1K used monitor with wide/uniform dispersion

My wife and I are moving, which means a new listening room and the need for a new set of speakers.

I'm looking for a monitor that will meet three criteria: 1) a very natural, lifelike midrange with a sweet top end; 2) the widest and most uniform dispersion, so the speaker will have not only a wide sweet spot but sound good all over the room; 3) good dynamic capabilities.

My short list right now includes the Totem Model 1 (which I owned very briefly with a weak amp and shrill CD player; I've heard it in other contexts and liked it a lot) and KEF XQ20 (my first speakers were cheap KEFs, so I have a sense of and like the KEF sound). What else am I missing? What else is out there? I don't know that I'm interested in Ohms, and planars wouldn't fit the space.

The new room is 13x18, and the speakers will be on the middle of the long wall (so side-wall reflections won't be a worry). I'll be able to follow the rule of thirds for speaker and listening position, and so will be listening in the near-field. My current Vandersteen 2ce sig IIs will be too big for the room--too much bass with our proximity to neighbors, for one thing, and I won't be able to sit far enough away for the drivers to integrate. I'm bummed that they'll have to go. The rest of my system is an NAD C372 integrated and Rotel 1072 with Tributaries and Signal cabling. I listen at low to moderate volumes, usually in the 60-75dB range. Thanks in advance for any suggestions!
u should consider the OHM Micro Walsh Tall ... Google for the latest review. They do show up used from time to time
Von Swenkert VR-1 should be available used for under a grand.
Tannoy dual concentrics have excellent dispersion and a wide sweet spot. They also have a smoother top end than KEF.
Spendor 3/5'S you want midrange that's the ticket,should be about $600.00 used.
You will also need stands,target makes real nice ones that go great with spendors for under $300.00 so this will bring you in under budget.
How bout downsizing to the Vandy 1Cs. I had the 1Cs in a small room and loved them. Traded up to the 2CEsigs which over powered the room. The 1Cs are great in small rooms.
Thanks for the suggestions so far. The Von Schweikerts weren't on my radar at all, though I had thought of the Spendors in the new 3/5R version. I owned the 3/5 briefly and with the same weak amp and shrill source I had for the Totems, and I think I judged their highs unfairly on that basis--their mids and soundstaging did impress me, though I'm not sure how they'd be on even dispersion or dynamics (particularly macrodynamics). Any thoughts?

Timrhu--I'm still not sure how the smaller Vandies would be for me; the 2s at least have a very narrow vertical listening window, and that's the one thing I'd like to change as I switch by going to a wider-dispersion design.

I am factoring an additional 200-300 for stands into my budget, hoping for used. If it helps, my listening is 50% small combo jazz, 40% indie and classic rock, 10% classical, mostly solo instruments and chamber music. I appreciate the input!
B&W N805 has a lovely response. A used one might stretch your budget but it is worth it. ATC's are also very even off axis but you simply don't need that kind of power (overkill for 65 - 75 db).
you might find paradigm signature s1 or psb synchrony b used within your budget; both are great (and canadian) and meet your critieria. the psb imagine are almost as good. i'd also second the vs vr-1s.
The Totem Model 1 or Mani2 will fit your bill with one caveat, they must be deisel powered. With the 2 concentric bass drivers in each box they play much bigger than a monitor but you have to drive them with a high current powerful amp, think Simaudio, Bryston, Krell, Mac or the like. They might be a bit over your budget but they will not disappoint, considering your wishes.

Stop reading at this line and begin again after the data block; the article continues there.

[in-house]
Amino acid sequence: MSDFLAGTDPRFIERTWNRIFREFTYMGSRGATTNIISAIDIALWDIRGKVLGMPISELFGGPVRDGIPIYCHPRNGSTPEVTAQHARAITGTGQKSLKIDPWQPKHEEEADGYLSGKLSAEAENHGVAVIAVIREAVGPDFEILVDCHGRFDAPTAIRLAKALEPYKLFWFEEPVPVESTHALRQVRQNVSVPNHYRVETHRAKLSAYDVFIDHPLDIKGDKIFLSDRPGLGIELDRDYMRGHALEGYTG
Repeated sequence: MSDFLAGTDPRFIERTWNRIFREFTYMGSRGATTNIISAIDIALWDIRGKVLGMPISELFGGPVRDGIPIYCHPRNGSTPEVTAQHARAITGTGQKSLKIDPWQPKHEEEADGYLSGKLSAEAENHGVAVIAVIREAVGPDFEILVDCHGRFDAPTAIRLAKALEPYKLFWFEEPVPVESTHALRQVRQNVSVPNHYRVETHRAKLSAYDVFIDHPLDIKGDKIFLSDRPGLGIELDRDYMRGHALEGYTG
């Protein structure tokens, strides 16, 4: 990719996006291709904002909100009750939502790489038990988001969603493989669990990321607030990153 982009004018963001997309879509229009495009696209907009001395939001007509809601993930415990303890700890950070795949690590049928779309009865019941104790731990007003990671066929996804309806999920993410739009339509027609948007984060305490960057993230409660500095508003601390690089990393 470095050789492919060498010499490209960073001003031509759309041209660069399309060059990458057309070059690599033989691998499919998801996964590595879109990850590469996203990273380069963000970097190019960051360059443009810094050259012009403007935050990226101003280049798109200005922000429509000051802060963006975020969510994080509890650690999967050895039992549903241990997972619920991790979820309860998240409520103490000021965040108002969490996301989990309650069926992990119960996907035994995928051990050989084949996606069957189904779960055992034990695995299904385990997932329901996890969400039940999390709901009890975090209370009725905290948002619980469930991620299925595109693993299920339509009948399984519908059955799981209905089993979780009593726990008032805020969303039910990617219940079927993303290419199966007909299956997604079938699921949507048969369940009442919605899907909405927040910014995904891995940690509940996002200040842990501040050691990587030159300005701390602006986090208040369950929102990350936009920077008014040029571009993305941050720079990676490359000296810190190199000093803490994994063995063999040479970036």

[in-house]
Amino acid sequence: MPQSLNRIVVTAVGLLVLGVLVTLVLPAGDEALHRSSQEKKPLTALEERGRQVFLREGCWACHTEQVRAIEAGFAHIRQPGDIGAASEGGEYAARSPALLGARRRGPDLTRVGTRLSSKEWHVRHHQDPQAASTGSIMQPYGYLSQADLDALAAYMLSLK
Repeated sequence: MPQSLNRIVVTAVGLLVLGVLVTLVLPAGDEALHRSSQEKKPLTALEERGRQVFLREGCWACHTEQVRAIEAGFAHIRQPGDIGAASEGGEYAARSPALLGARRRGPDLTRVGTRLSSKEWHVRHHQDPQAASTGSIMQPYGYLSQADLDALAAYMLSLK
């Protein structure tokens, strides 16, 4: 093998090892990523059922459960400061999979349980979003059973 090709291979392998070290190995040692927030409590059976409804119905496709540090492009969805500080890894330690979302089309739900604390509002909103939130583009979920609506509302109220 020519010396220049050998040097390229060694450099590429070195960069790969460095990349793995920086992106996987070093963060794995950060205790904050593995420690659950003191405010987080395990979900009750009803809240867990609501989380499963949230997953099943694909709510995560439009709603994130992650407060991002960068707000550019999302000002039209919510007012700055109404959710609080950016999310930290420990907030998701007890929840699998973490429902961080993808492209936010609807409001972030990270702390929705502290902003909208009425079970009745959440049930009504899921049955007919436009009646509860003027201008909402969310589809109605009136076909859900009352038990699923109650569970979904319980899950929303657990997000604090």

Don't know if any are within your budget or not, but any recent Revel should meet the dispersion requirement. For example: M20
Go for the Tannoy's.
I was going to suggest the Revel M20s also. Exceptional speakers at used price of $800-$900.
The Revel M20 looks like a great option--does anyone know how the newer M22 compares? What's been improved about it? Thanks again!
I have heard both the Revel M20 and M22, they are very good speakers and do a lot of the things you are looking for. Neither are in the league of the 2 Totem speakers I mentioned but very good ( and much less money) none the less. The M22 sound bigger and more sophisticated, a big improvement over the M-20, that's why there are so many on the used market. If you don't want to spend the money for Totems the Revels would be a nice alternative that are easier to drive also.
Zenblaster, do you think my 150 watt NAD would be underpowered for the Totems? I know when I briefly ran the Model 1s with a 50 watt C325BEE, they had no bottom-end at all--but my Vandersteens were light on the bottom with that amp, too, and the C372 drives them fine. For now, I won't have an amp upgrade in the budget...
From the measurements in Stereophile (both Totems are reviewed) and depending on the music, your C372 will do fine. Maybe an amp rated for 2 ohm continuous would be a safer choice.

The Mani (and maybe to a lesser extent the Model-1) is sensitive to vertical listening height so I don't see it fitting your desire of sounding good all over the room.

The M20 seems to be more forgiving in the vertical plane.
Alblang- IMO-you would be fine with the NAD, I would contact Vince at Totem and he would be THE person to ok the match.
BobReynolds- Is that your experience or something you read? I am currently running the Mani2 and they fill my room better than full range Alon's that they replaced. It could be just my room but it fills very well. So many variables though. Have to say that I really love these Mani's, just a super speaker that rocks the house and disappear like no other monitor I've heard. The deep bass they make defy their size.
Thanks for all the help so far. My short list is down to the Revel M22, KEF XQ20, and Spendor S3/5 (I know the Spendor's short on dynamics and bass, but it's seductive all the same...)

The B&Ws and Revel M20s don't meet the WAF, which is no real problem. I do have questions about two of my options, though.

First, I'm provisionally discounting the Totem Model 1 because of a few things I've been hearing (including on a current thread here) about the Dynaudio drivers going south over time and costing a lot to replace. If anyone has another perspective on that and/or I'm being completely irrational, please tell me. If durability isn't an issue, they'd be high on my list.

Second, I haven't seen anyone weigh in on the KEFs, and among other things they seem not to hold their value well for resale--any thoughts on this?
Reynaud. Do some searches. I don't know about the NAD though. Maybe a lower powered Rega or a tube integrated.
Good luck and keep posting.